The Political Potential of Community Organizing

A social work professor studies grassroots groups that help people learn to fight for their rights.

<p>Robert Fisher, professor of social work, at his office. Photo by Peter Morenus</p>
Robert Fisher, professor of social work. Photo by Peter Morenus

When President Barack Obama signed the national health care bill on March 23, he hoped to put behind him nearly a year of partisan bickering. Robert Fisher, a professor at UConn’s School of Social Work who specializes in the study of community organizing, thinks the year-long debate would have been easier for the President had he returned to his roots as a community activist.

“If there was a more aggressive group pushing for a single payer system, and thousands of people pushing for it, there would have been no extended debate – something would have passed long ago,” Fisher says. “At the least, we might have had the public option. Without organizing you don’t change much. Little happens if those disproportionately hurt don’t get it going.

“When people were clamoring for help in the 1930s for the New Deal, FDR essentially said ‘Make me do it,’” Fisher says. “They did.”

Fisher, an expert on ACORN (the Association of Community Organizations for Reform Now), and, to a lesser extent, the Christian Coalition, late last year published The People Shall Rule: ACORN, Community Organizing, and the Struggle for Economic Justice, his sixth book. His seventh, Contesting Community: The Limits and Potential of Local Organizing, jointly authored with James DeFilippis and Eric Shragge (Rutgers University Press) is due out in July 2010. The book examines the proliferation of community-based efforts in the U.S., U.K., and Canada, emphasizing the limits and potential of contemporary efforts.

“If the whole community organizing universe could congeal, it would have a huge impact,” he says. “But it’s hard to survive as a single unit and it’s hard to build coalitions, especially without resources.”

Community organizing has been around for a century or more, and for a wide range of issues. Fisher says community organizing came out of the volunteer movement, and is responsible for a number of major changes in America, including the end of slavery, women’s rights, worker’s rights, and civil rights. More recently it has been used to organize people around local issues – nutrition, housing, and red-lining to name a few.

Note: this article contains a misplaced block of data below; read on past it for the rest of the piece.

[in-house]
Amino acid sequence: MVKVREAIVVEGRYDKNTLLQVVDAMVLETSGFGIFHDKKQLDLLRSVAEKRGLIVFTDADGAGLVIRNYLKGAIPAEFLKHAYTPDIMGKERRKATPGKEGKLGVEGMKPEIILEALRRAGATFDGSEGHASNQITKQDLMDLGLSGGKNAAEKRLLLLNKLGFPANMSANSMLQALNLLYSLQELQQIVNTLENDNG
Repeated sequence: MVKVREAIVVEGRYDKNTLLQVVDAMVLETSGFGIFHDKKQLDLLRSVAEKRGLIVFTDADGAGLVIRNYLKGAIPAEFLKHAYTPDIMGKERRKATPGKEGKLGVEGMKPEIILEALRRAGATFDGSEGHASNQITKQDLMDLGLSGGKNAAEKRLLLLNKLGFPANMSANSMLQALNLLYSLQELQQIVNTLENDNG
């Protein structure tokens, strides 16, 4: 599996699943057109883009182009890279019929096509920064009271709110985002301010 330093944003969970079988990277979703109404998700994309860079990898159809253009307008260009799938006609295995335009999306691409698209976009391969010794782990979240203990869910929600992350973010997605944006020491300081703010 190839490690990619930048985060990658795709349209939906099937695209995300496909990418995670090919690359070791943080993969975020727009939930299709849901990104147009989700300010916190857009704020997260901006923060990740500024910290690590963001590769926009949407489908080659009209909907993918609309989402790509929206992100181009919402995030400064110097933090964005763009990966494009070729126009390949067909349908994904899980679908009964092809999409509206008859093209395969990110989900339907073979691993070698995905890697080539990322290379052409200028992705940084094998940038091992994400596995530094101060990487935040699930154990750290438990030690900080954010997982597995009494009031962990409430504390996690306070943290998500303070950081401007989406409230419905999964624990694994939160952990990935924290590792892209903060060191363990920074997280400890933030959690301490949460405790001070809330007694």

ACORN was founded in 1970, but its heyday didn’t arrive until the early 2000s. In 2008, when it was revealed that then-candidate Barack Obama had been a community organizer, right-wing attacks proliferated. But just as conservatives were mocking community organizing, activists began pointing out all the positive work that the grassroots groups perform. These efforts are largely built around helping people who can’t help themselves learn to fight for their rights. The Golden Rule of community organizing is “never do for people what they can handle themselves.”

But now ACORN, beset by internal problems as well as charges of fraud during their voter registration efforts in 2008 and by a scandal surrounding video of three ACORN members allegedly showing a prostitute how to hide money – a charge that a court dismissed in early March – has a major image problem that is affecting its funding and effectiveness. And, Fisher says, most of the other progressive or moderate community organizations in existence are too small to be powerful. (Shortly after this interview concluded, ACORN leaders announced that the organization would close its doors on April1, retaining some local chapters but not under the ACORN banner.)

Into that void has come a range of conservative groups, most prominently the Tea Party organizers, who have co-opted the theory of community organizing.

Says Fisher, “Saul Alinsky, the father of community organizing, once said there were several keys to bringing people together for a common purpose, but one thing stood above all: ‘It’s important to rub raw people’s resentments.’”

The Tea Party groups have taken that philosophy to the extreme, using nearly every initiative put forth by Obama as another rallying cry, and holding raucous protests in cities across the nation.

“It’s all about Obama,” whose background is based in community organizations, Fisher says. “Palin, Giuliani, other Republican candidates. They all mocked him and said ‘Here’s this radical appearing to be a moderate, but he’s really a radical.’ And they used his prior community organizing as proof.”

The attacks have continued. And, while Obama is still standing, Fisher isn’t certain about ACORN.

“Can they come back? I don’t know. They may reappear as state organizations with different names,” Fisher says. “But these attacks seem to have put the national organization in great jeopardy.”

Currently, he says, ACORN’s larger locals, in New York, Philadelphia, Boston, and New Orleans, among others, will persist, though not as ACORN. But other, smaller chapters, including one in Hartford, have shut down.

“Despite the dramatic demise of ACORN per se, its work will continue, albeit in a different organizational form and without a strong national foundation,” Fisher says. “ACORN’s legacy, while imperfect and incomplete, has much to offer community organizing. It’s worth remembering. It’s worth replicating.